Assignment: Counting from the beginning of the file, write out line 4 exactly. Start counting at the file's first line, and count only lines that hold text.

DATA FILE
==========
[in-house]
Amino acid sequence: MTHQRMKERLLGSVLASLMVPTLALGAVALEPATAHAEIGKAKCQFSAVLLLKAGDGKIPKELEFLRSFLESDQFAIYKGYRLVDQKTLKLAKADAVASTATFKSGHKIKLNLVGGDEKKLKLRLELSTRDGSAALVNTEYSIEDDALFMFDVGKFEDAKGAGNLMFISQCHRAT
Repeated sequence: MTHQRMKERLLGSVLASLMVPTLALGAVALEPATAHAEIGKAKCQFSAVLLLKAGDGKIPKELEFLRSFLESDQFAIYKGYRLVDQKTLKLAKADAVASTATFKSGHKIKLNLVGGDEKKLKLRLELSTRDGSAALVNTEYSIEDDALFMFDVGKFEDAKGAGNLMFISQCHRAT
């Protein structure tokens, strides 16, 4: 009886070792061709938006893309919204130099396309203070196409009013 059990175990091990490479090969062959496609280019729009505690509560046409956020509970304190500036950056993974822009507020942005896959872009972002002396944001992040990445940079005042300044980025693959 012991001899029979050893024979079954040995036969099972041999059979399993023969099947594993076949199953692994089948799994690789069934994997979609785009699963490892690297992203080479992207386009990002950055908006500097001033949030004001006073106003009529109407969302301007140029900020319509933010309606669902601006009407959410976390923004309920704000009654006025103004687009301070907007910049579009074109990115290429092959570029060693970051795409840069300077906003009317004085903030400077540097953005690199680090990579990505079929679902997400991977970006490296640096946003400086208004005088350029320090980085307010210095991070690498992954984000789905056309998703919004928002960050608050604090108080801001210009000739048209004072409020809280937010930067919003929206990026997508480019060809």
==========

């Protein structure tokens, strides 16, 4: 009886070792061709938006893309919204130099396309203070196409009013 059990175990091990490479090969062959496609280019729009505690509560046409956020509970304190500036950056993974822009507020942005896959872009972002002396944001992040990445940079005042300044980025693959 012991001899029979050893024979079954040995036969099972041999059979399993023969099947594993076949199953692994089948799994690789069934994997979609785009699963490892690297992203080479992207386009990002950055908006500097001033949030004001006073106003009529109407969302301007140029900020319509933010309606669902601006009407959410976390923004309920704000009654006025103004687009301070907007910049579009074109990115290429092959570029060693970051795409840069300077906003009317004085903030400077540097953005690199680090990579990505079929679902997400991977970006490296640096946003400086208004005088350029320090980085307010210095991070690498992954984000789905056309998703919004928002960050608050604090108080801001210009000739048209004072409020809280937010930067919003929206990026997508480019060809």